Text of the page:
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This week we are going to explore thirteen slang words commonly-used by American English speakers. We’ve provided a definition for each word and an example of how that word is used in a sentence. While some of these words have multiple definitions, we’ll be examining just the informal meanings native speakers usually intend to convey when speaking casually.


If you need more help with slang or any other aspect of the English language, contact the English Island in Atlanta. Our caring, passionate ESL teachers can create a lesson plan that is tailored to your individual needs.



Beat: tired or exhausted


I can’t make it to trivia tonight. I worked a 13 hour day and am totally beat.


Busted: be caught doing something.


            Did you hear that her daughter got busted for shoplifting?


Dinosaur: old fashioned or out of date


My office computer is such a dinosaur. It can’t even run a five year old spreadsheet program.


Dude: a male


Are you okay dude?


“Dude” can also be used as an interjection:


            I got the promotion!

            Dude! That’s awesome!


Deck: to hit someone


The judge ordered him to attend anger management classes after he decked a guy who bumped into him in line.


Face-off: a confrontation


The rival teams will face-off in today’s match.


Fender bender: a minor automobile accident


            I heard you were in an accident. Are you okay?

            Yeah, I’m fine. It was just a fender bender.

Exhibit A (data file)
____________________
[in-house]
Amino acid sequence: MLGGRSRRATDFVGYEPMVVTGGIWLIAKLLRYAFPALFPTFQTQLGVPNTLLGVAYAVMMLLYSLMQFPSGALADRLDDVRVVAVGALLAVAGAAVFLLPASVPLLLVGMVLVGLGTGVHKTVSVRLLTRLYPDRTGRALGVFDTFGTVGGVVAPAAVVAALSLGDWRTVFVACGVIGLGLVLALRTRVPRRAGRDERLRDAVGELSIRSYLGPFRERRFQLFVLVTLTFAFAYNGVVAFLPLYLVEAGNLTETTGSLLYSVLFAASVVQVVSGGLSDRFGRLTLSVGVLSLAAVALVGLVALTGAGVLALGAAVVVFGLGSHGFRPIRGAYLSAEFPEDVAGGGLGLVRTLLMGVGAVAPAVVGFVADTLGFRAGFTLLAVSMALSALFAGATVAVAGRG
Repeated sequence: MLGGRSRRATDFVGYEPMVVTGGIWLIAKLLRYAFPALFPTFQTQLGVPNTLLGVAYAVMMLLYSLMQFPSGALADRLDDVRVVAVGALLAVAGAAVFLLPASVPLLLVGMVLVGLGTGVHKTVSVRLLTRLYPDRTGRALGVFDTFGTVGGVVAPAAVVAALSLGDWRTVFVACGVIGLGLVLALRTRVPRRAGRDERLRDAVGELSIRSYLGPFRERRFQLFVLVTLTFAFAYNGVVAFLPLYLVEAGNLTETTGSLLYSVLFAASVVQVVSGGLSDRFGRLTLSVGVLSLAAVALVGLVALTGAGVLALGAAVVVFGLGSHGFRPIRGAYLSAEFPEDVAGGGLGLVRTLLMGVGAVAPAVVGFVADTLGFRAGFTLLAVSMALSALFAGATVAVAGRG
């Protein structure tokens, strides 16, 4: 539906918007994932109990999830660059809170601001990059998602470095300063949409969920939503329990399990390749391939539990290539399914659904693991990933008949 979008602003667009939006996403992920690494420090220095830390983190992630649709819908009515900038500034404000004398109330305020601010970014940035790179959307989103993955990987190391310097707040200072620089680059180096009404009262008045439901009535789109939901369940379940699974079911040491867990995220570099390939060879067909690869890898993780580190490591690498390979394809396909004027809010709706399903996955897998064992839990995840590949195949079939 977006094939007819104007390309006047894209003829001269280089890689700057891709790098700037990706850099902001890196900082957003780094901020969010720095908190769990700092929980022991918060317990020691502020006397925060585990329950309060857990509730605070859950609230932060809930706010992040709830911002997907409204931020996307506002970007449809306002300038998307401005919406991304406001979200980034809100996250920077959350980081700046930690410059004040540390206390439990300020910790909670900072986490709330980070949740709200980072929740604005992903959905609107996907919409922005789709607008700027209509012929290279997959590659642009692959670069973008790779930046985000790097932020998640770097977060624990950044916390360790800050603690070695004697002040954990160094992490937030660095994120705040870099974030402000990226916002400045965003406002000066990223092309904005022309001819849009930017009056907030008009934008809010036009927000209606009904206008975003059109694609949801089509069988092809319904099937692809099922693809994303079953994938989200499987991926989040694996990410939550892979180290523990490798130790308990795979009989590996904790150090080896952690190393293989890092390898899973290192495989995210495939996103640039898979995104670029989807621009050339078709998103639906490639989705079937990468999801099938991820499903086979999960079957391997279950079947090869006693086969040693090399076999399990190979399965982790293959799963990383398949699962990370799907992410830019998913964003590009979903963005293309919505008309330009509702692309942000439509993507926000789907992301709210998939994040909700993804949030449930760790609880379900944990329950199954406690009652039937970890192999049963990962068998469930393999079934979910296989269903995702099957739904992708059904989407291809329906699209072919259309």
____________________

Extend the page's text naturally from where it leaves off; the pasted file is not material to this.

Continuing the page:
Hang out: spend time together socially


            We’re hanging out at Gene’s place after the game. You’re welcome to join us.


Hot: popular or physically attractive


Benedict Cumberbatch is really hot right now. I feel like he was in every movie that came out last year.


My friend thinks Angelina Jolie is hot, but I just don’t see it.


Jam: trouble


            I’m in a bit of a jam. Can you help me out?


Lemon: a defective and/or poorly-designed product


That phone was such a lemon that it was both recalled by the manufacturer and banned from flights by the FAA.



Peanuts: very little of something (usually money)


Janet had a hard time finding a job in her field during the recession. She ended up working for peanuts at a fast food restaurant.


Run point: take charge, lead, coordinate


Scheduling lessons with the students directly isn’t working. We need one of the parents to agree to run point.

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